With the outbreak of the war, Theodore Roosevelt resigned. "My duty here is done," he said. "My place is in the field." And without loss of time he and his intimate friend, Dr. Leonard Wood, began the organization of that body of troops which was officially designated as the First United States Volunteer Cavalry, but which speedily became known everywhere as the Rough Riders,—a body as unique as the world has ever seen, being made up of men from all over the Union, but principally from four Territories, and including hunters, cowboys, soldiers of fortune, foot-ball and base-ball champions, college graduates, ex-policemen, with American, Irish, Dutch, German, Mexican, and Indian blood in their veins,—truly a remarkable collection, but every man and officer strong and hardy, full of courage, a good horseman, and a fine shot.

From the very start, the Rough Riders were anxious to get into the fight, and the opportunity was not long in coming. From Florida the command was transported to Daiquiri, on the southern coast of Cuba, and then began the advance upon the city of Santiago, which brought on the engagement at La Guasima, followed by the thrilling battle of San Juan Hill, in which the Rough Riders distinguished themselves in a manner that will never be forgotten. In the very thickest of this fight was Colonel Roosevelt, urging his men forward to victory, regardless of the shot and shell falling upon all sides. A hero truly, and such heroes are not forgotten.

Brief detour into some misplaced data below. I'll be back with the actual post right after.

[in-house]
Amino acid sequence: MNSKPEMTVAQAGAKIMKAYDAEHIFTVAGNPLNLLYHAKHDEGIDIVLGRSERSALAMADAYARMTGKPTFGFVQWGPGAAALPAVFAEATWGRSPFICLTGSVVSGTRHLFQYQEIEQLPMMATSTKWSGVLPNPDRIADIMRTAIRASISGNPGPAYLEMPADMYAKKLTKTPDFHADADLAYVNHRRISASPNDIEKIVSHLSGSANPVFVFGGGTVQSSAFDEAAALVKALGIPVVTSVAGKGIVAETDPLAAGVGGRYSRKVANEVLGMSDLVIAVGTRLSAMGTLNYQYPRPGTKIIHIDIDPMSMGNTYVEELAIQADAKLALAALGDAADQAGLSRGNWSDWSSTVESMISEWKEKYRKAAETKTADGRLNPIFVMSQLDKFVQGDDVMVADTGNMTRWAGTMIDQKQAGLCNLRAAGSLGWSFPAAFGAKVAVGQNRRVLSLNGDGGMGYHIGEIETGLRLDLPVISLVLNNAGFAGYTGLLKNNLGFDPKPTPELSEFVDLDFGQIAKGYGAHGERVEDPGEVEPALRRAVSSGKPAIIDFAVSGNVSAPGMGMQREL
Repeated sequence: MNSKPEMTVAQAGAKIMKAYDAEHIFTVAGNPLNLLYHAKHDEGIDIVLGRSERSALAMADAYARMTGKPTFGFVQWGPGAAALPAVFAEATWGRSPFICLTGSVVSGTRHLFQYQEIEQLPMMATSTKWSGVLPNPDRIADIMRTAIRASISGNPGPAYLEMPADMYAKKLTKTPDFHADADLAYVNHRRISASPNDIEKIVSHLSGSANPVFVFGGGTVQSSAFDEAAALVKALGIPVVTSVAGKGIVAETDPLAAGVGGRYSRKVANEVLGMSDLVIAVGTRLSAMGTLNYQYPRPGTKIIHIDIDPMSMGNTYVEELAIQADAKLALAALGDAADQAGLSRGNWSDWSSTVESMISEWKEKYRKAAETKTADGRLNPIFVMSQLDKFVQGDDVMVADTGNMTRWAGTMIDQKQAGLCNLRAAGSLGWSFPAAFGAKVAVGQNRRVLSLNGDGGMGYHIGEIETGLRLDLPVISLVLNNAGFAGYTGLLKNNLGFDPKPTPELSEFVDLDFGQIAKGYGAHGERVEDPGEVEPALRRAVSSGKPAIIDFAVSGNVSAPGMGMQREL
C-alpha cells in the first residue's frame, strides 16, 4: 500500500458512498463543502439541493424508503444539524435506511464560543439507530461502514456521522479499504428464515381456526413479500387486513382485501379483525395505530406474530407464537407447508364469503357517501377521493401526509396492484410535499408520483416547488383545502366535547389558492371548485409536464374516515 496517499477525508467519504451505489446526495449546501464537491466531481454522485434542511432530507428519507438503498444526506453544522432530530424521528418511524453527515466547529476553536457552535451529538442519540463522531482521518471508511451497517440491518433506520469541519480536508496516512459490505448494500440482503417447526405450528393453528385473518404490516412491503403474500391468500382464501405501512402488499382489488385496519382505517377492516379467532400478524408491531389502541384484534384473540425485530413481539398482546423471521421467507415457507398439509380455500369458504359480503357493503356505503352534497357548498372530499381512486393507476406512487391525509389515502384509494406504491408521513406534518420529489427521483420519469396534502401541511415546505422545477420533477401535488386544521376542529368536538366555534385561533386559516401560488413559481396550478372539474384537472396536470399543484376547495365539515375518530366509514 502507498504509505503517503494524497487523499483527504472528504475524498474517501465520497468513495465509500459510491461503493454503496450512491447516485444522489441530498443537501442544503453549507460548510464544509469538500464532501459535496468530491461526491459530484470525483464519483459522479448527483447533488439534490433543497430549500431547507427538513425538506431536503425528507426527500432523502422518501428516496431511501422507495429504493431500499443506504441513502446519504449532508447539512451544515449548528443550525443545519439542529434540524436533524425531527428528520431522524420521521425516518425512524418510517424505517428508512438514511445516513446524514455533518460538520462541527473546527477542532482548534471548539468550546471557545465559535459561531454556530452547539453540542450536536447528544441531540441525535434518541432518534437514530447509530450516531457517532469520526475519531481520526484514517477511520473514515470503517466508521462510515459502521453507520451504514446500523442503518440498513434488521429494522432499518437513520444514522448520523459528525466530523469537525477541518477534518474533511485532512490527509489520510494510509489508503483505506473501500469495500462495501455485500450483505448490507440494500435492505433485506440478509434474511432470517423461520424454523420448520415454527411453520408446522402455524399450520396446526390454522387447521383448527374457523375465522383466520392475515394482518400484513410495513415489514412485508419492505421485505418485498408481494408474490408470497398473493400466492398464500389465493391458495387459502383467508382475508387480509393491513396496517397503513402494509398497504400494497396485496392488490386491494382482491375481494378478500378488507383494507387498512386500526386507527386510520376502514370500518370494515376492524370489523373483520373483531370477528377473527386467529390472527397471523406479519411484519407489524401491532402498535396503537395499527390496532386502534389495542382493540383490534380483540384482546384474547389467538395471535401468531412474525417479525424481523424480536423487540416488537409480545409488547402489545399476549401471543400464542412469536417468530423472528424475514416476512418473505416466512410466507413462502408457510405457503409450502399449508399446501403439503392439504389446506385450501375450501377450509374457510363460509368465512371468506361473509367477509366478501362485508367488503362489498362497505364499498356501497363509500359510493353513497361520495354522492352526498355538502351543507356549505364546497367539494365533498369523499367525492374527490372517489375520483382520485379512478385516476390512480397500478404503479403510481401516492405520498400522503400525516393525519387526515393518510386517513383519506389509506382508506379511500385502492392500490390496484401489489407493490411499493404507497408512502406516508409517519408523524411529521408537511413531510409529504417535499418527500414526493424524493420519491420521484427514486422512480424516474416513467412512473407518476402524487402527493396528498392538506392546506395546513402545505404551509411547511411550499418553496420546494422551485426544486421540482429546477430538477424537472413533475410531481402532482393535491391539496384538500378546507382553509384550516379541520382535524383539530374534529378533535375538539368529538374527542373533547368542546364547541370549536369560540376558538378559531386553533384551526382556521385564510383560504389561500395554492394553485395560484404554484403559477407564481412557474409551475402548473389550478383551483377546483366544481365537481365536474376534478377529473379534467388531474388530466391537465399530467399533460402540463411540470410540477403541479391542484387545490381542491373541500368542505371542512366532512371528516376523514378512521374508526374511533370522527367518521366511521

Upon the close of the war Theodore Roosevelt thought to retire to private life, but this was not to be. Arriving at New York, he was hailed with delight by thousands, and at the next election was made governor of the Empire State. As governor he made friends in both of the leading political parties by his straightforwardness and his sterling honesty. Men might differ with him politically, but they could never accuse him of doing that which he himself did not firmly believe was right.